But there was a lot more that went into the decisions to sign tight end Will Tye and linebacker Trevor Reilly than just gaining intel on a divisional rival.
Tye was a two-year starter for the New York Giants before he was waived, claimed by the Jets and waived again.
“He’s played, been a roster player,” Belichick said Friday. “We’ll work with him, see how it goes. …
“Those guys have more experience than some of the other players have on our practice squad who have really never been in a regular season game. Trevor’s in that category too. Geneo (Grissom) was in that category from earlier in the year. So, I think those guys are a little more experienced, have a little more game experience.
“How that all transfers, again, every position on the team is a little bit different. That can change in a hurry. A lot of the practice squad is depth for going forward. I don’t really know what going forward is, so you just try to prepare your team and have as much depth as you can at as many positions as you can.”
The Patriots had Reilly on their practice squad last season, but the Miami Dolphins signed him away. Reilly played two games for the Dolphins then spent the entire offseason and preseason in Miami. He was released from the Dolphins’ practice squad on Oct. 10 and signed by the Patriots two days later.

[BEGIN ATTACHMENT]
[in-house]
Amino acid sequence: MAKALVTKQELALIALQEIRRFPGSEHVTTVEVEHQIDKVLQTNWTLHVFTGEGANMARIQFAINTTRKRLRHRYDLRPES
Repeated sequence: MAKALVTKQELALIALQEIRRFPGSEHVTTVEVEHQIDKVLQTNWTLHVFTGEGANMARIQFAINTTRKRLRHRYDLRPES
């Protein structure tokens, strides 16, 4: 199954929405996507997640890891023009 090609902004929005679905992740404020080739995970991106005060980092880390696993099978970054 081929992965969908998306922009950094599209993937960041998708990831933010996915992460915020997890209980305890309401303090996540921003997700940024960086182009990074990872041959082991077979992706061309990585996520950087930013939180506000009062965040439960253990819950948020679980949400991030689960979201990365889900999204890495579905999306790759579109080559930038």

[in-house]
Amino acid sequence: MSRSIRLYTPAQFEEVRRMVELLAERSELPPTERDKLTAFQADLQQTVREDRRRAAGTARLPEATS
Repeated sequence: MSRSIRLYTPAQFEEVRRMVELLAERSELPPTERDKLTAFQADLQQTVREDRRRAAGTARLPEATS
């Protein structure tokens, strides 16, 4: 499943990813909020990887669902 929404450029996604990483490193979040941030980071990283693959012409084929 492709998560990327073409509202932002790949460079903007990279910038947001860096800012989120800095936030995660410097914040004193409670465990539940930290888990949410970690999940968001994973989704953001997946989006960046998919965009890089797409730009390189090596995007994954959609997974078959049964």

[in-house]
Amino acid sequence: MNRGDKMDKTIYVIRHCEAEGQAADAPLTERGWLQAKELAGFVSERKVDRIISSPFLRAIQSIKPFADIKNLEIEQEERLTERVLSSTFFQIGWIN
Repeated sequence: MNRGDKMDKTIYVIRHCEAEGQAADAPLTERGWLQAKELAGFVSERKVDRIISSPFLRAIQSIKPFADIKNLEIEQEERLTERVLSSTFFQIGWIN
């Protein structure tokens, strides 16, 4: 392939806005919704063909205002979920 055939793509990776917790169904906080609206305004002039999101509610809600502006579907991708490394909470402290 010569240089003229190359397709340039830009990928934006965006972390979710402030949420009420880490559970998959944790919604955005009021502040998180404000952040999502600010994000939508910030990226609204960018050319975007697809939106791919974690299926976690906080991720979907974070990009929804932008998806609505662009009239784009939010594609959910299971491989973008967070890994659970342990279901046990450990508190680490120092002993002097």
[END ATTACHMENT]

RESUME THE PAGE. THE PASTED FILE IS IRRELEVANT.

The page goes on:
“We were never looking to move on from him in the first place, but he had a better opportunity and was able to play down there,” Belichick said. “We played against him, he played well against us. So, it’s good to have him back.”
Another practice squad player worth discussing is cornerback Ryan Lewis. The Patriots are paying Lewis an active roster salary rather than practice-squad money, ESPN’s Mike Reiss reported this week. He’s earning $465,000 this season. The minimum practice squad salary is $122,240.
So, what stands out to Belichick about Lewis.
“Yeah, size and speed,” Belichick said. “I mean, he’s — you know, we’ll see how it goes. He hasn’t played in — we’re not going to know how he plays until he plays, but obviously the guys we have here, we want to work with. As long as they keep working hard and improving and we don’t get in a situation that overrides a normal practice squad situation, like a lot of injuries at a particular position where we have to go get somebody and somebody has to drop off, then we want to keep working with the players that we have.”
Lewis’ father, Will, played cornerback for the Seattle Seahawks in the 1980s then went on to work in the front offices of the Green Bay Packers, Seahawks and Kansas City Chiefs.
Lewis is 6 feet, 200 pounds and ran a 4.37-second 40-yard dash with a 6.87-second 3-cone drill.
Thumbnail photo via Timothy T. Ludwig/USA TODAY Sports Images